You may have heard the word indictment in the news lately. But what is an indictment and why is it important?
An indictment is a formal legal accusation, typically a written document, issued by a grand jury, charging an individual with a crime. The Grand Jury process through which indictments are presented make sure that nobody gets in trouble without requisite probably cause. Before indictments, people could just say you did something bad, and a person could be punished without much or any proof, but the Grand Jury process and indictments are a check and balance within the criminal justice system. Indictments are a very important part of the judicial process, helping to preserve the rights of the defendant and ensuring there is sufficient evidence of wrongdoing to move forward with a charge or charges.
Where did indictments come from?
In history class, you may have heard of an important document called the Magna Carta. In 1215, the Magna Carta was created as an agreement between the King and local leaders to ensure the King could not sentence anyone to jail (or death!) just because he did not like them. Considered one of the first written documents providing equal human rights, the Magna Carta outlined indictments to ensure other people not associated with the accuser can check to make sure everything is fair.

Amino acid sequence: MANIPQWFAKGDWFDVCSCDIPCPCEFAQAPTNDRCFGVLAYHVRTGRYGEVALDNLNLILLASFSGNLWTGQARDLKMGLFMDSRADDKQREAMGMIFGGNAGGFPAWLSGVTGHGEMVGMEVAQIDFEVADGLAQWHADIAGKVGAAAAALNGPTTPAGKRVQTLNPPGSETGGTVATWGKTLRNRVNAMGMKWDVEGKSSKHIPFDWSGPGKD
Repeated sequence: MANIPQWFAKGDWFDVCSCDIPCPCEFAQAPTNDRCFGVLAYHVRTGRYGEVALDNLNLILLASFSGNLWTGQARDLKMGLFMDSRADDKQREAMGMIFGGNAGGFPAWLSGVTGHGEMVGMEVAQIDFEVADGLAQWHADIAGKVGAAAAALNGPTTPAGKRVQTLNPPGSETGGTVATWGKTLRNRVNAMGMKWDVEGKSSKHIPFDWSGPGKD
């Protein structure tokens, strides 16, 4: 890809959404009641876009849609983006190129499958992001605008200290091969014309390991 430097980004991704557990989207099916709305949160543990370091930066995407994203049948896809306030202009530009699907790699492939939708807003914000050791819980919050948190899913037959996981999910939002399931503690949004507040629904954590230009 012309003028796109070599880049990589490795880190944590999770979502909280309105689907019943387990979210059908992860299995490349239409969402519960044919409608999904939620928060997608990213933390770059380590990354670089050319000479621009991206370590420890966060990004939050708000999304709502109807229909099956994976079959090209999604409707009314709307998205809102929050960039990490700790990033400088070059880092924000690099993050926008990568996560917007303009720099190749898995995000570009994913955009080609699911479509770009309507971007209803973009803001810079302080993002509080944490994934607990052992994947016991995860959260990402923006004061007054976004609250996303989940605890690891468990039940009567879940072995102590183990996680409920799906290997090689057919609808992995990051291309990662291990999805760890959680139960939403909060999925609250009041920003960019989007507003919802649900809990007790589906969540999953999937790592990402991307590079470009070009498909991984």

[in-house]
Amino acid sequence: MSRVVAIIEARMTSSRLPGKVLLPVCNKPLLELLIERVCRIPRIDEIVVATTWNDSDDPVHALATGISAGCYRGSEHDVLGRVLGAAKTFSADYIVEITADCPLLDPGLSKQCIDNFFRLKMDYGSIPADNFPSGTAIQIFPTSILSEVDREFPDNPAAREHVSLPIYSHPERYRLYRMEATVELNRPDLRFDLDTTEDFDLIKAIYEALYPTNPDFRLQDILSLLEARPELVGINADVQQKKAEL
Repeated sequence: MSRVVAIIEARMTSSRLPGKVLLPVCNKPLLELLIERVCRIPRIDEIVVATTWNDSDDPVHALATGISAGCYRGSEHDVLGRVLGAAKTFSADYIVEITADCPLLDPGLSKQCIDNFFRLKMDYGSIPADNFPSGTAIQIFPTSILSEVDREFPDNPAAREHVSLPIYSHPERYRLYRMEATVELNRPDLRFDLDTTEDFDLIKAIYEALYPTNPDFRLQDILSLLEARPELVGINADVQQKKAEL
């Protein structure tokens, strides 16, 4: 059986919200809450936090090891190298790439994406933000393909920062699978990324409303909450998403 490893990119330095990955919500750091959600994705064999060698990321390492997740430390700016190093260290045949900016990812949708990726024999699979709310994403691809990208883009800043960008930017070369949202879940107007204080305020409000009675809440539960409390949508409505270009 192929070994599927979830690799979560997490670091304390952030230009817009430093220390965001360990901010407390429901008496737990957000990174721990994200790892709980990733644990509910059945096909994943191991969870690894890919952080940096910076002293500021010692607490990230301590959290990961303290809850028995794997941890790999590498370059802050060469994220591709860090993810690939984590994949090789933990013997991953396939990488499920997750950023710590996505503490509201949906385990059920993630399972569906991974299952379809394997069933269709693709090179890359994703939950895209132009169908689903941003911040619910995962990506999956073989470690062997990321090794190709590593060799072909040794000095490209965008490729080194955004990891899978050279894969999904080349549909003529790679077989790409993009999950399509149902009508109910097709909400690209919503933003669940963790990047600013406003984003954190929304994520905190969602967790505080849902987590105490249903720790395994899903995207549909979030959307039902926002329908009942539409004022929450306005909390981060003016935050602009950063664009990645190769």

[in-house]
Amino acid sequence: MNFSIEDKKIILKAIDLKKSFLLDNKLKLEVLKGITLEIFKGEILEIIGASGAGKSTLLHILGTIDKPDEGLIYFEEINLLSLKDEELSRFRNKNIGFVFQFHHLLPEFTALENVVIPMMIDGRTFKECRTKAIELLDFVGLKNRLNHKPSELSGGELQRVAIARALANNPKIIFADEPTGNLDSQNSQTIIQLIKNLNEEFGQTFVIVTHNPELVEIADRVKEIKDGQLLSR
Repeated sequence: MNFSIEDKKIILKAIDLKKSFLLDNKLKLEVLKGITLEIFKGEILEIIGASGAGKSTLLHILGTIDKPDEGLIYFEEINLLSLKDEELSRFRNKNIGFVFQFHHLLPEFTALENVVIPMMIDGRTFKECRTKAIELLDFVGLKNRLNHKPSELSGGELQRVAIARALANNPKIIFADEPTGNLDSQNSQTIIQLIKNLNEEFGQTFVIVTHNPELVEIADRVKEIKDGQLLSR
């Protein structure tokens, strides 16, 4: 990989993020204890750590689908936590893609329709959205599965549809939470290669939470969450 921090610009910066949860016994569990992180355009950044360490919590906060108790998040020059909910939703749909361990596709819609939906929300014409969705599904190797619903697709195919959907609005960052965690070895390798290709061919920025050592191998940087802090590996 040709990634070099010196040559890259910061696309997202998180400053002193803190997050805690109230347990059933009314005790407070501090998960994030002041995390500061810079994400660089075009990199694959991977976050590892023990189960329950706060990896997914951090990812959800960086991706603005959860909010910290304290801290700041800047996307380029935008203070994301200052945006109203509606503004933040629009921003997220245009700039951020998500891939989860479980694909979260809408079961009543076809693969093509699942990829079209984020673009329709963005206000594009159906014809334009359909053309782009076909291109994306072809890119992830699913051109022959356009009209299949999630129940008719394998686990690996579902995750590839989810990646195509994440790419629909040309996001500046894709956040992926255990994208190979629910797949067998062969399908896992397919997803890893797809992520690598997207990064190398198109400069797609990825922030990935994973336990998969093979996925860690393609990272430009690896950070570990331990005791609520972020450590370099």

What is a grand jury?
A grand jury is a group of regular people, like your neighbors, who specifically come together to determine whether there is enough evidence to charge someone with a crime. In the Macon Judicial Circuit, a grand
jury consists of 16-23 persons selected from a group of citizens within the county. Our grand jury members serve for 6-month terms, and they may review anywhere from 100-300 cases in that time! For each case, after hearing evidence, the grand jury votes on if there is probable cause to take the accused to trial. If the grand jury decides to approve the indictment, the words “true bill” will be endorsed on it. To true bill a case, a vote of least 12 sitting grand jurors is required. If there is not enough evidence to support the indictment, the indictment will be “no billed,” and the case will not move forward at that time. The grand jury can
also suggest that further investigation be done for no billed cases before they are to be reviewed again.
What type of cases does a grand jury review?
A little bit of everything! The District Attorney’s Office specifically prosecutes felonies. For example, the grand jury recently considered 78 cases including: aggravated assault, felony battery, armed robbery, kidnapping, aggravated stalking, felony terroristic threats, felony cruelty to children, burglary (1st/2nd), arson, fraud, felony fleeing/eluding police officer, unlawful acts in a penal institution, unlawful possession of firearm, violation of Georgia Controlled Substances Act, and officers violating their oath of office.